Todd Seavey is calling out those who claim to be libertarian but seem be waffling on the clearly libertarian benefits of free-trade and divided government in "How Crypto-Democrat are some Libertarians?" posted at ToddSeavey.com:
Todd is asking the right question. The libertarian swing vote, organized around the concept of divided government, was instrumental in determining the outcome of the 2006 mid-term election. If this election becomes a Democratic Party rout, then the libertarian swing vote simply will not matter, it'll just get swamped. However, if it is a close election, it could be determinative in 2008 as it was in 2006. If - and it is a big "If" - the libertarian swing vote remains consistent and committed to divided government. While it is the right question to ask, I suggest it is too early to ask it. We need to get past the Democratic primary sideshow, find out who the candidate will be, and learn whether events in Basra will overtake the the campaigns.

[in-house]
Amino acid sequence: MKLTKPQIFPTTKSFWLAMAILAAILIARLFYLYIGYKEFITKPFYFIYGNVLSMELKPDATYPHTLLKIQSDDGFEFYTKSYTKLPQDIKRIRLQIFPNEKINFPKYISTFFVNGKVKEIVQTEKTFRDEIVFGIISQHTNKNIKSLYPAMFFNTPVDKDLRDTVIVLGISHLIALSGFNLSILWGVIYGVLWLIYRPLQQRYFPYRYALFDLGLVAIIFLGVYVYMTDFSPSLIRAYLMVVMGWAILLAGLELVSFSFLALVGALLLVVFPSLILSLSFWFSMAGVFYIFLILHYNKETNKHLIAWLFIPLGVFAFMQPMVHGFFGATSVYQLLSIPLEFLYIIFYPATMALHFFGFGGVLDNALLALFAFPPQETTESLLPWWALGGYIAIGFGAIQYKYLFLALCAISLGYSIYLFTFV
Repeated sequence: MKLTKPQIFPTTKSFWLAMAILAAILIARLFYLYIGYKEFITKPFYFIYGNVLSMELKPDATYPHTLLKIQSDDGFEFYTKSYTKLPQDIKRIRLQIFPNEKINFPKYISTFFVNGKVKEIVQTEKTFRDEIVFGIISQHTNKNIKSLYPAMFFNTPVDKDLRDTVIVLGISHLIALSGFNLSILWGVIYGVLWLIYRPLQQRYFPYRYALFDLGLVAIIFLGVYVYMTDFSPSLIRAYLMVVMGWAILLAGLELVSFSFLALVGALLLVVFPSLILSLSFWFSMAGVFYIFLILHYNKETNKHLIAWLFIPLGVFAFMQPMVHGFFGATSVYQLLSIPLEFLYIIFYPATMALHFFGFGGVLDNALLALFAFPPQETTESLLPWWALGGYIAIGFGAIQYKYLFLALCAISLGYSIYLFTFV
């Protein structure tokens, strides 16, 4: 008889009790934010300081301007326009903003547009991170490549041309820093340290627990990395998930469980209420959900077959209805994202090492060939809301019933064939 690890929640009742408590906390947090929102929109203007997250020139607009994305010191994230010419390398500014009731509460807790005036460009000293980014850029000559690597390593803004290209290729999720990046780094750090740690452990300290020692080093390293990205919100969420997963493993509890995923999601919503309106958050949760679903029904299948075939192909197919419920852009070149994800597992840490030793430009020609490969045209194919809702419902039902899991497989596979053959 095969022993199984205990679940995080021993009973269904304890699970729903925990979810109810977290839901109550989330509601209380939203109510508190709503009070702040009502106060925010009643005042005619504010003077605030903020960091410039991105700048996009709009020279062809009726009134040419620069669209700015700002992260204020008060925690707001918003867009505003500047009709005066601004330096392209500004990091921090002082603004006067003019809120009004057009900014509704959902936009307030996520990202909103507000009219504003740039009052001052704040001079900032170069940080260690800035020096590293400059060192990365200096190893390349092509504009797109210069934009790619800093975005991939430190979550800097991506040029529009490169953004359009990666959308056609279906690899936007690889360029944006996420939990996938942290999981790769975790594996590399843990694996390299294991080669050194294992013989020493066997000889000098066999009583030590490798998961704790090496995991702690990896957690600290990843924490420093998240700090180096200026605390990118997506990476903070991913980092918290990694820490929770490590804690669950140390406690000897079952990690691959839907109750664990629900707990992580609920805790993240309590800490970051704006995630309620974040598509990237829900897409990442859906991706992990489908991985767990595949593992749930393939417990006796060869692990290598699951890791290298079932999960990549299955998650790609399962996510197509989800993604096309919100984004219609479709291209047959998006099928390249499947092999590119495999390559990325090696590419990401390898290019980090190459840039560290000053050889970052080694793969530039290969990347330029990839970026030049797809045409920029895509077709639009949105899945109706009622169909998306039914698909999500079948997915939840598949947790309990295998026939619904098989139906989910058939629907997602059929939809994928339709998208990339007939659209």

"So, to my libertarian friends who are either indifferent to the Dem/GOP distinction or who actively root for “divided government”: Are you still happier with a Democratic rather than Republican Congress after the Dems’ torpedoing of a free trade deal with Colombia — the sort of deal that at least some of my Dem/GOP-indifferent libertarian pals have rightly pointed to as more important than tiny variations in the size of the federal budget and thus a good indicator of whether the government is moving in the right direction? And if you still prefer divided government, are you consistent enough to be eagerly rooting for McCain rather than for NAFTA-bashing Obama/Clinton? Or, if not, are you de facto supporters of the Democrats (and thus opponents of trade — and thus not clearly libertarians) when you get right down to it?"